4. Once Redhat is booted, make sure the Qlogic drivers (qla2xxx at the time of writing) are present and the QLogic HBAs are detected properly. You may use the following:
- lspci: within the output, you should see the QLogic HBAs listed. While they may appear here, this does not necessarily mean they can be used (i.e. functional drivers), but simply that the hardware has been correctly detected and identified by redhat
- dmesg | grep -i qla2xxx: this should return some output. If so, then the drivers and kernel module have been correctly loaded and the HBAs are ready to use. If no outpu is present here, search google using “qlogic linux super installer“. This should direct you the QLogic support site, which offers an archive with an all-in-one installer that automatically detects, installs and configures the appropriate drivers.
- lsmod | grep -i qla: like the above, this should also return some output meaning the modules have been correctly loaded. If not, install the drivers as mentioned in the previous point, and reboot the server.
5. Enable multipathing. At the time of writing, multipathing and persistent naming are properly implemented in the qlogic drivers. However, redhat by default disabled multipathing. In most IBM blade to storwise setups, there will be 4 paths to any given LUN on the SAN. So, multipathing should be enabled for increased throughput and tolerance. To do so, open your favored text editor and edit the /etc/multipath.conf file. By default, RedHat blacklists all devices from multipathing by using the following syntax:
Change the above to:
Where “sda” is you local drive is such exists.
6. Ensure the multipath daemon is set to startup on every reboot. Use the chkconfig multipathd –level 3 on command for this (given that your normal runlevel is “3”)
7. Back on the storwise V7000, create a volume, and assign it to the redhat host which we created previously. The host will probably still be marked as “offline” but the IBM Storwise still allows you to map volumes to the offline host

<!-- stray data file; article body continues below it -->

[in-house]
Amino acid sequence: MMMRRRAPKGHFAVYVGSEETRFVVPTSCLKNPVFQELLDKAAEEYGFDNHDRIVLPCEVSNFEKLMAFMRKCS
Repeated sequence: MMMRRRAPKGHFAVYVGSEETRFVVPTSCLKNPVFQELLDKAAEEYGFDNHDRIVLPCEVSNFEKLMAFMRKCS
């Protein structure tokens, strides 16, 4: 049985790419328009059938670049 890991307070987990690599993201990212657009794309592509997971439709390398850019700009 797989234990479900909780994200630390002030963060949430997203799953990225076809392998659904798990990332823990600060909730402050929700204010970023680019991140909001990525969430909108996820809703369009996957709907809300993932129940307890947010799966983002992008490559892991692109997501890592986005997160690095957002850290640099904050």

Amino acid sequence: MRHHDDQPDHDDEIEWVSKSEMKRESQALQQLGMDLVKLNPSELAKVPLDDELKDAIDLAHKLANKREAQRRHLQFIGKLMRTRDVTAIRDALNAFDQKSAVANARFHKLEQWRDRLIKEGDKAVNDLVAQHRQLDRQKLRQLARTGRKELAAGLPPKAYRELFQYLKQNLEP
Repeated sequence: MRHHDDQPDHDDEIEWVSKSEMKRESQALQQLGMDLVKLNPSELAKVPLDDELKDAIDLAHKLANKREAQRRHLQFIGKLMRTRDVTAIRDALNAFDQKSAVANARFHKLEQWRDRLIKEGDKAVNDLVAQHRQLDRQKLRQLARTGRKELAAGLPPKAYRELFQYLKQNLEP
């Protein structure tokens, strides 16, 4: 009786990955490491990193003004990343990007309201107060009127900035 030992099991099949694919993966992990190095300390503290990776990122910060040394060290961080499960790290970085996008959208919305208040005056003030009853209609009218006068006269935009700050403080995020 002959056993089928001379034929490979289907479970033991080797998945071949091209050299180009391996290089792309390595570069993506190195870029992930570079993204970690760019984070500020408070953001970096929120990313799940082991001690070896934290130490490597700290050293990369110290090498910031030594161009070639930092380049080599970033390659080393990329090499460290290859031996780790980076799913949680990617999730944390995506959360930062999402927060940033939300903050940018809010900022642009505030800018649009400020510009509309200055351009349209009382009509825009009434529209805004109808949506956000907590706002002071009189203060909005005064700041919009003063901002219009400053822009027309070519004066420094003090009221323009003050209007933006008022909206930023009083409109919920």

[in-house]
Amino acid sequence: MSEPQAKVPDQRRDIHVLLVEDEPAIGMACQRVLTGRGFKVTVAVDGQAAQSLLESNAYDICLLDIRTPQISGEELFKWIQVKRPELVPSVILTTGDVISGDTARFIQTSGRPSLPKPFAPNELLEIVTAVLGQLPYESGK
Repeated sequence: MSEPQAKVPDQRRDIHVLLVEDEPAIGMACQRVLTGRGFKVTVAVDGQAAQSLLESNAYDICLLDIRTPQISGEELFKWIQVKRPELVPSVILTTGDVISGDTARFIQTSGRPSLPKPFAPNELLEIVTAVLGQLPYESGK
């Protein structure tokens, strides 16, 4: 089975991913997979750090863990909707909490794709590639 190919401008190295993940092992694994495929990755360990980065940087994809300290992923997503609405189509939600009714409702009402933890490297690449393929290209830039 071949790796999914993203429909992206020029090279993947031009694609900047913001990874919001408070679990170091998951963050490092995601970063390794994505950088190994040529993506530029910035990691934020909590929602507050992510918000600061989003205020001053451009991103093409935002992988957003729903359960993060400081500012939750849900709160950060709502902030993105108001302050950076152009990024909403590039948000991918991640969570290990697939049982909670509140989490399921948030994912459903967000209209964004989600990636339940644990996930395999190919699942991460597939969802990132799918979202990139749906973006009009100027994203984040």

8. Restart redhat by issuing a shutdown -r now. After the reboot, issue the command multipath -ll. This should show the 4 paths mentioned earlier. Change directory to /dev/mapper/ where you should see several device files named along the lines of /dev/mapper/multipath0p1. The number of device files present depends on the amount of volumes (LUNs) presented to the blade from the Storwise. Please note these device files will only be present if the directive user_friendly_names yes is present in the multipath.conf file.
9. Use the /dev/mapper/multipath0p1 or similar device files as you would any other harddisk device file. You can use familiar commands such as fdisk, mkfs, mount, du and so on.
Since there a 4 multipaths to a given SAN volume, once all the above is done you can observe that other than sda (the local hardisk) there are another 4 logical drives eg: sdb, sdc, sdd,sde. All these represent a single LUN / volume on the SAN. If you use fdisk to create a partition on the /dev/mapper/multipath device file, this will be reflected in the above since each drive is assigned a partition number as well, i.e. sdb1, sdc1, sdd1, sde1. And similarly for all other device files.